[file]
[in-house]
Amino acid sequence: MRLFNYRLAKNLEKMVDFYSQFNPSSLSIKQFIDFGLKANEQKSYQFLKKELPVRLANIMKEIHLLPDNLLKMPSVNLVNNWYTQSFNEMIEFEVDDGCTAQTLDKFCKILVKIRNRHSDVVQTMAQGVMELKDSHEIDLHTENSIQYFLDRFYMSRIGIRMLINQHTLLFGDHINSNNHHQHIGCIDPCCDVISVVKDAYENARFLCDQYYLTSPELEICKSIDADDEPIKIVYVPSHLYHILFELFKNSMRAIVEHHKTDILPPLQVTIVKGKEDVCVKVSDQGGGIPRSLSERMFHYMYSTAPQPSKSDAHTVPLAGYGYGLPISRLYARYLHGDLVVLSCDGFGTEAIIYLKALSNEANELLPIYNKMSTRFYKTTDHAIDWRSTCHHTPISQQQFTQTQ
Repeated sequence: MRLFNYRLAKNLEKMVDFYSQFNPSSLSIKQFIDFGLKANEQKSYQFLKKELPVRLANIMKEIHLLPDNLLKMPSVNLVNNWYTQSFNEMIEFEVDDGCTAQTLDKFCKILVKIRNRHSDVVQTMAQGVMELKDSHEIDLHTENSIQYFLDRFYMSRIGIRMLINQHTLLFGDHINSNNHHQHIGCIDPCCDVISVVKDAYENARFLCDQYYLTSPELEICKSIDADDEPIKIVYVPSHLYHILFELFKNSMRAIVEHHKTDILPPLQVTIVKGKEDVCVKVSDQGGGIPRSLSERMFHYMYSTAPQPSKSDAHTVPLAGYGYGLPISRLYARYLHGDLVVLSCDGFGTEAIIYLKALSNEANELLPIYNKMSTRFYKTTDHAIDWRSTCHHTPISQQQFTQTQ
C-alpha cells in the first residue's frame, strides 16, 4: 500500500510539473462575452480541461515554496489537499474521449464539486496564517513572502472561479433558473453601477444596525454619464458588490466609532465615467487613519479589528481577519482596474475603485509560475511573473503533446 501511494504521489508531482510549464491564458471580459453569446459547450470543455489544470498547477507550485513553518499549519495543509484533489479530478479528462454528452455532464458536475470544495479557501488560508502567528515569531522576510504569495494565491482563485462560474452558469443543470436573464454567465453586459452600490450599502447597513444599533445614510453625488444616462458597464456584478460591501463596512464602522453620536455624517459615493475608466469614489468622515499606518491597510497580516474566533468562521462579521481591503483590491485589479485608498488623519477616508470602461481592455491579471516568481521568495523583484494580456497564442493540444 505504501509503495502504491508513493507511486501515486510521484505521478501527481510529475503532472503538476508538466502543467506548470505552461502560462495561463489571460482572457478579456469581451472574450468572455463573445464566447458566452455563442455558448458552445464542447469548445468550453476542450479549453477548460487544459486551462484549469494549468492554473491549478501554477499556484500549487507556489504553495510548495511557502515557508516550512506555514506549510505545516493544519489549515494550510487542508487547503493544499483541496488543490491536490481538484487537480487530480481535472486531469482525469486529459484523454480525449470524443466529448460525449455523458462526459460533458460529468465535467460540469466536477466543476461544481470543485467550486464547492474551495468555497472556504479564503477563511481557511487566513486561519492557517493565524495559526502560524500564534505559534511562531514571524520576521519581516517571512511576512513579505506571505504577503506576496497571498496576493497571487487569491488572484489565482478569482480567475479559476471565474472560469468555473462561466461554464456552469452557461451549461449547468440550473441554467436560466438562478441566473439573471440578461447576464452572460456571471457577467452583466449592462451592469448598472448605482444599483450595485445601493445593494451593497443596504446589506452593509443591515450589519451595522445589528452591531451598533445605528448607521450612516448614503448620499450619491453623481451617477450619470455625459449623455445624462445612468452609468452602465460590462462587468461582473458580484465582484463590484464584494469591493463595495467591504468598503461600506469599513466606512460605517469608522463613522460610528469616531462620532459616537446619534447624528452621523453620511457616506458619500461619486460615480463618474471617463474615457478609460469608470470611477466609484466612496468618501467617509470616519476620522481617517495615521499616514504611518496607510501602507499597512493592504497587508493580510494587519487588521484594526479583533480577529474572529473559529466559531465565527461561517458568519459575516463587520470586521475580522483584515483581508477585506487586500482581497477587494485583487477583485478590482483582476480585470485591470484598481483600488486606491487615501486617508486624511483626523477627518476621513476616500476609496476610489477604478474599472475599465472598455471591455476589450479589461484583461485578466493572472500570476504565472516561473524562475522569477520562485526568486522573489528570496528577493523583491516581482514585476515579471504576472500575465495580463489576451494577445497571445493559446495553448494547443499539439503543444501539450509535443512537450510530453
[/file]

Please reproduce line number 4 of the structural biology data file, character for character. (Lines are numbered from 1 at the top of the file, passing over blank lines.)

C-alpha cells in the first residue's frame, strides 16, 4: 500500500510539473462575452480541461515554496489537499474521449464539486496564517513572502472561479433558473453601477444596525454619464458588490466609532465615467487613519479589528481577519482596474475603485509560475511573473503533446 501511494504521489508531482510549464491564458471580459453569446459547450470543455489544470498547477507550485513553518499549519495543509484533489479530478479528462454528452455532464458536475470544495479557501488560508502567528515569531522576510504569495494565491482563485462560474452558469443543470436573464454567465453586459452600490450599502447597513444599533445614510453625488444616462458597464456584478460591501463596512464602522453620536455624517459615493475608466469614489468622515499606518491597510497580516474566533468562521462579521481591503483590491485589479485608498488623519477616508470602461481592455491579471516568481521568495523583484494580456497564442493540444 505504501509503495502504491508513493507511486501515486510521484505521478501527481510529475503532472503538476508538466502543467506548470505552461502560462495561463489571460482572457478579456469581451472574450468572455463573445464566447458566452455563442455558448458552445464542447469548445468550453476542450479549453477548460487544459486551462484549469494549468492554473491549478501554477499556484500549487507556489504553495510548495511557502515557508516550512506555514506549510505545516493544519489549515494550510487542508487547503493544499483541496488543490491536490481538484487537480487530480481535472486531469482525469486529459484523454480525449470524443466529448460525449455523458462526459460533458460529468465535467460540469466536477466543476461544481470543485467550486464547492474551495468555497472556504479564503477563511481557511487566513486561519492557517493565524495559526502560524500564534505559534511562531514571524520576521519581516517571512511576512513579505506571505504577503506576496497571498496576493497571487487569491488572484489565482478569482480567475479559476471565474472560469468555473462561466461554464456552469452557461451549461449547468440550473441554467436560466438562478441566473439573471440578461447576464452572460456571471457577467452583466449592462451592469448598472448605482444599483450595485445601493445593494451593497443596504446589506452593509443591515450589519451595522445589528452591531451598533445605528448607521450612516448614503448620499450619491453623481451617477450619470455625459449623455445624462445612468452609468452602465460590462462587468461582473458580484465582484463590484464584494469591493463595495467591504468598503461600506469599513466606512460605517469608522463613522460610528469616531462620532459616537446619534447624528452621523453620511457616506458619500461619486460615480463618474471617463474615457478609460469608470470611477466609484466612496468618501467617509470616519476620522481617517495615521499616514504611518496607510501602507499597512493592504497587508493580510494587519487588521484594526479583533480577529474572529473559529466559531465565527461561517458568519459575516463587520470586521475580522483584515483581508477585506487586500482581497477587494485583487477583485478590482483582476480585470485591470484598481483600488486606491487615501486617508486624511483626523477627518476621513476616500476609496476610489477604478474599472475599465472598455471591455476589450479589461484583461485578466493572472500570476504565472516561473524562475522569477520562485526568486522573489528570496528577493523583491516581482514585476515579471504576472500575465495580463489576451494577445497571445493559446495553448494547443499539439503543444501539450509535443512537450510530453